Here’s What Biden’s Child Care Plan Would Do
More money to child care providers. Less money out of parents' pockets.
Assuming Joe Biden can keep his promises if elected president, he wants to give more money to child care providers, but take less money of out parents’ pockets to make it happen. Right now, his plan sounds pretty freaking good. This week, the presumptive Democratic nominee for the campaign for the president of the United States, finally released a comprehensive plan for child care on Tuesday, July 21. The plan is a clear effort by the Biden campaign to help working parents deal with the rising costs of child care, the lack of access to child care, and to help the child care providers themselves survive. The latter point is particularly important; since the beginning of the pandemic, the childcare industry has been in free-fall, with no government bailout and with many child care centers closing their doors for good, unable to pay rent or survive on what were already razor-thin profit margins. Families have suffered as a result.
In the Medium post announcing the plan, the justification for the plan is simple: Biden’s economic recovery plan is nothing without those who watch the children of American workers, and both the American worker, their kids, and child care providers all need to be supported by a system that works. “As a first step, Biden will immediately provide states, tribal and local governments with the financial relief they need to keep workers employed and keep vital public services running, including direct care and childcare services.” The plan is a significant investment, but would also put 3 million Americans into work in care and education jobs and overall give about 5 million more people jobs who will be able to go to work because of affordable child care.
But what’s in Biden’s plan? Here’s a breakdown of the information that matters the most to parents — and providers.
He Wants More —And In Theory —Better Childcare
Biden plans to expand both access to traditional and non-traditional child care settings for working parents and increase the quality of those settings. He plans to invest in child care standards by working in partnership with states to ensure that providers meet quality standards; that providers develop developmentally appropriate curriculum, have small class sizes, and provide the funding to help providers do so.
He also plans to provide incentives for providers to work non-traditional hours like the super early mornings, the evenings, and weekends, and to expand their centers into rural communities that don’t have child care. He’ll do so by offering bonus payments to providers and creating a fund that will provide grants to programs that fill these essential needs.
He wants to expand the Child Care Development Block Grant to allow kids up to age 13 in low-income families to benefit from the block grant program. Parents will be able to use the subsidies to cover after-school programs, weekend programs, and summer care costs, and he plans on expanding support for community schools. Since most colleges don’t offer child care, and one in four community college students are a parent, he will provide funds for states to provide wraparound child care services at community colleges. He also plans to fully fund installation-based child care facilities on Military bases so that military spouses can have access to child care for their children.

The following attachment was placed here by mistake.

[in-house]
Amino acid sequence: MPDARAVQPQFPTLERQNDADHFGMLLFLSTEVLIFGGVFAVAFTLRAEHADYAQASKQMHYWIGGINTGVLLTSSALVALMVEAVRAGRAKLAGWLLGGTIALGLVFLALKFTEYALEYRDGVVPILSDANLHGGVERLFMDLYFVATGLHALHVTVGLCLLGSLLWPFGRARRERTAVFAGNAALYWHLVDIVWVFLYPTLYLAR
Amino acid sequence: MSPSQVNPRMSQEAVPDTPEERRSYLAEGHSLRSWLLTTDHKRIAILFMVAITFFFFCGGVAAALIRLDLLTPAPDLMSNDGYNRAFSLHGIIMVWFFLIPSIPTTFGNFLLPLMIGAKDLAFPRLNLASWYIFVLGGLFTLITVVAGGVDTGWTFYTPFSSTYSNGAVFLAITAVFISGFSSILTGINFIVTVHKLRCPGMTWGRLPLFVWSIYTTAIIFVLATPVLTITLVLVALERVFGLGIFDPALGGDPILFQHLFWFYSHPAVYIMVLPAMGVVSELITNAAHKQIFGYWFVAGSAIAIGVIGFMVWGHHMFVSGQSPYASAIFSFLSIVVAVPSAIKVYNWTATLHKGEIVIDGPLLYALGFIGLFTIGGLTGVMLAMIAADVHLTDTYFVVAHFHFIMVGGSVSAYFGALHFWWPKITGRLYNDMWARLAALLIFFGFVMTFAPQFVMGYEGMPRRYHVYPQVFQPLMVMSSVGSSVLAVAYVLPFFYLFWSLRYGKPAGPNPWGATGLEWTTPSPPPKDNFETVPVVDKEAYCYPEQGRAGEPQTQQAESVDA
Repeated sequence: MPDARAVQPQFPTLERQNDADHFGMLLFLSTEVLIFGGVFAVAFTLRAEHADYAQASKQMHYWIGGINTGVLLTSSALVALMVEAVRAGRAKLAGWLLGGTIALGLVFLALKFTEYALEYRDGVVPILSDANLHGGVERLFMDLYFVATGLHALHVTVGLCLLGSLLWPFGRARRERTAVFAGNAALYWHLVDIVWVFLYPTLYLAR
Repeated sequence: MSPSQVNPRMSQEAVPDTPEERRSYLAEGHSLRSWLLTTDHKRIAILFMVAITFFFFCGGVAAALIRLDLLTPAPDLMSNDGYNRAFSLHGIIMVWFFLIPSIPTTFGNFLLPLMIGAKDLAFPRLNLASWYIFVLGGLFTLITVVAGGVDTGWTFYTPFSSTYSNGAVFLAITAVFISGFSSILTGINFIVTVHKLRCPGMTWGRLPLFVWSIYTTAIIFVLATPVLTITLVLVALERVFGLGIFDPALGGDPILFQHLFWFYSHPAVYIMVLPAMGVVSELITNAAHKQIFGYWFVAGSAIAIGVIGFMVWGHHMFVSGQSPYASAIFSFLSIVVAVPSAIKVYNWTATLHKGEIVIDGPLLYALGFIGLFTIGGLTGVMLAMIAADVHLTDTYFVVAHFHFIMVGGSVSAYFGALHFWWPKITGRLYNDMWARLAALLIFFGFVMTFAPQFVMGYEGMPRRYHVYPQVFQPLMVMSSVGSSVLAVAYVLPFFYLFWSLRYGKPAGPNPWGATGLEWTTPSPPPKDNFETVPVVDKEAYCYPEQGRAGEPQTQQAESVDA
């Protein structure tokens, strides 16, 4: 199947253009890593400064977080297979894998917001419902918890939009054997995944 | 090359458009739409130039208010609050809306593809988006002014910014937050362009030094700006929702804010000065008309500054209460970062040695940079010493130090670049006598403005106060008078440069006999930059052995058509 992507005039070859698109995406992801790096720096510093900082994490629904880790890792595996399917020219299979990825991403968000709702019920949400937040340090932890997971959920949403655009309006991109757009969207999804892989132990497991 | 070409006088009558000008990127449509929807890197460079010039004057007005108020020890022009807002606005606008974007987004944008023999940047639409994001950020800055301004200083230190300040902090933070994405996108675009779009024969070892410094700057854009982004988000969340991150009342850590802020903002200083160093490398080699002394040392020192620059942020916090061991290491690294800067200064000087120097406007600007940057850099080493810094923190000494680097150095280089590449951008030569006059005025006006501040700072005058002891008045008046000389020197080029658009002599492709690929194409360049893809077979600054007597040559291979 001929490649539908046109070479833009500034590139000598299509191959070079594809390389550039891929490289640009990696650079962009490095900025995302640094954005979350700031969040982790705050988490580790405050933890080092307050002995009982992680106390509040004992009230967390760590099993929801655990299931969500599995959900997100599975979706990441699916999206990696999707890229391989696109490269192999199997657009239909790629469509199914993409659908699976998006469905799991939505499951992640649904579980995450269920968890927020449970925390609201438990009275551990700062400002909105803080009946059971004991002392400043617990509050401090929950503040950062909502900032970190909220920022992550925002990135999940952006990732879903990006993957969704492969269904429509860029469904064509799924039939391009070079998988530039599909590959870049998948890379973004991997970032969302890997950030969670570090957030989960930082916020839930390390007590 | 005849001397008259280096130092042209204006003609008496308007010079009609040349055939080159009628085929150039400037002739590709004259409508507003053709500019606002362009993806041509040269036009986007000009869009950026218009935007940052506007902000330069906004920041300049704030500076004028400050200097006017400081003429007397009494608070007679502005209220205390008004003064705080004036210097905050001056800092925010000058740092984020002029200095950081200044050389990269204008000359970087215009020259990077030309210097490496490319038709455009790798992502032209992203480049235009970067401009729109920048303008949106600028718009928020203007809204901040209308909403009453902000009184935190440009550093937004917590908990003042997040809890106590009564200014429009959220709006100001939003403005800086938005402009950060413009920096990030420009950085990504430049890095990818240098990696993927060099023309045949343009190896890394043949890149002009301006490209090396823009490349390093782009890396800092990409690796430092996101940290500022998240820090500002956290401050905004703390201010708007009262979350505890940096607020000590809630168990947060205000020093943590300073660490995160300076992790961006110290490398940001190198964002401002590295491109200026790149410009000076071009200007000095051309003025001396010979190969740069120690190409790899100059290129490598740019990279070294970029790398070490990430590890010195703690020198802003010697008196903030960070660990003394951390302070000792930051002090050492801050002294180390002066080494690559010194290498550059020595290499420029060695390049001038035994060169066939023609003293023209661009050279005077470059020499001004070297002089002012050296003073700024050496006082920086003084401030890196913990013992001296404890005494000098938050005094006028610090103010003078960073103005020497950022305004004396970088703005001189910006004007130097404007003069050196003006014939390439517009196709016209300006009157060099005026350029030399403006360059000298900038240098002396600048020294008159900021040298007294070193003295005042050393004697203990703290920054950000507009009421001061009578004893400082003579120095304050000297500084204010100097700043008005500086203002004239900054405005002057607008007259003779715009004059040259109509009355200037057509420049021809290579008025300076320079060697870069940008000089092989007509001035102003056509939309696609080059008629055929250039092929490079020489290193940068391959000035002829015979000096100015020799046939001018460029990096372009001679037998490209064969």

He Wants To Pay Child Care Providers More and Pay More For Training
One major issue with the child care industry is how little child care providers are paid to care for children and educate them in what is considered by most developmental experts to be the most important years of a child’s life from an education standpoint. Child care providers would get raises, would be provided more training and educational opportunities, get health care and get paid sick, family and medical leave benefits — something they currently go without. They’d also have the chance to join a union and be able to engage in collective bargaining and have access to fundamental work-rights and protections — making the child care force better paid, better educated, and better protected when it comes to taking care of kids.
He Wants To Make Child Care — In General —More Affordable For Most Parents
While Biden stops short of some of the suggestions that, say, former Presidential Candidate, Bernie Sanders made when he was still on the trail, his plan would significantly lower costs for the vast majority of American families in two major ways.
One way that American families could receive lower cost child care is by offering an up-to $8,000 tax credit for low to middle-income American families to receive child care. This would be eligible per child for any child under 13, meaning that families with two kids or more could get $16,000 in child care tax credit. It would be a refundable child care tax credit, and Biden says he would explore ways to make the payment advanced so that families who struggle to afford child care won’t have to wait until January to get paid. A 50% reimbursement for child care would be available to families that make less than $125,000 a year and for families making more than that, they’d receive a partial credit.
The other way is by ensuring that no parent who makes below 1.5 times the median income in their state would pay no more than 7% of their income on child care by providing a sliding scale subsidy based on the Child Care for Working Families Act. Under this option, a family would pay no more than $45 a week on child care.
The plan includes universal free pre-kindergarten for all kids aged 3 and 4.